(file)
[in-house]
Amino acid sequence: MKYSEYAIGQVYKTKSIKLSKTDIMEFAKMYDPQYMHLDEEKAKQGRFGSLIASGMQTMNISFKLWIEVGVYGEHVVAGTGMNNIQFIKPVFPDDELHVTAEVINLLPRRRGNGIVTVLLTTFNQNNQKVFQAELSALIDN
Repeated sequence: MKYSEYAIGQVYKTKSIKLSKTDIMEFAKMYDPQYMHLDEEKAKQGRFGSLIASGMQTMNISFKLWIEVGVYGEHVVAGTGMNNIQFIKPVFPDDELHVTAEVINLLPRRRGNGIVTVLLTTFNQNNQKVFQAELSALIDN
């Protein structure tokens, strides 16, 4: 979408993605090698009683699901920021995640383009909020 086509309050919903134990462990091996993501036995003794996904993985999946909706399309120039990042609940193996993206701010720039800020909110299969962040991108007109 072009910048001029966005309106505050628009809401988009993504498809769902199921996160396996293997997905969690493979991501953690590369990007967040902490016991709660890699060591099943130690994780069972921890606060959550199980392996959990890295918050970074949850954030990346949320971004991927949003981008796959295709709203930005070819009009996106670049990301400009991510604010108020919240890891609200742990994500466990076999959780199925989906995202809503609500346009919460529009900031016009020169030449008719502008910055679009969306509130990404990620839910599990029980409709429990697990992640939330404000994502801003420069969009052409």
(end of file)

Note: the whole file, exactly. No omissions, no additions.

[in-house]
Amino acid sequence: MKYSEYAIGQVYKTKSIKLSKTDIMEFAKMYDPQYMHLDEEKAKQGRFGSLIASGMQTMNISFKLWIEVGVYGEHVVAGTGMNNIQFIKPVFPDDELHVTAEVINLLPRRRGNGIVTVLLTTFNQNNQKVFQAELSALIDN
Repeated sequence: MKYSEYAIGQVYKTKSIKLSKTDIMEFAKMYDPQYMHLDEEKAKQGRFGSLIASGMQTMNISFKLWIEVGVYGEHVVAGTGMNNIQFIKPVFPDDELHVTAEVINLLPRRRGNGIVTVLLTTFNQNNQKVFQAELSALIDN
């Protein structure tokens, strides 16, 4: 979408993605090698009683699901920021995640383009909020 086509309050919903134990462990091996993501036995003794996904993985999946909706399309120039990042609940193996993206701010720039800020909110299969962040991108007109 072009910048001029966005309106505050628009809401988009993504498809769902199921996160396996293997997905969690493979991501953690590369990007967040902490016991709660890699060591099943130690994780069972921890606060959550199980392996959990890295918050970074949850954030990346949320971004991927949003981008796959295709709203930005070819009009996106670049990301400009991510604010108020919240890891609200742990994500466990076999959780199925989906995202809503609500346009919460529009900031016009020169030449008719502008910055679009969306509130990404990620839910599990029980409709429990697990992640939330404000994502801003420069969009052409």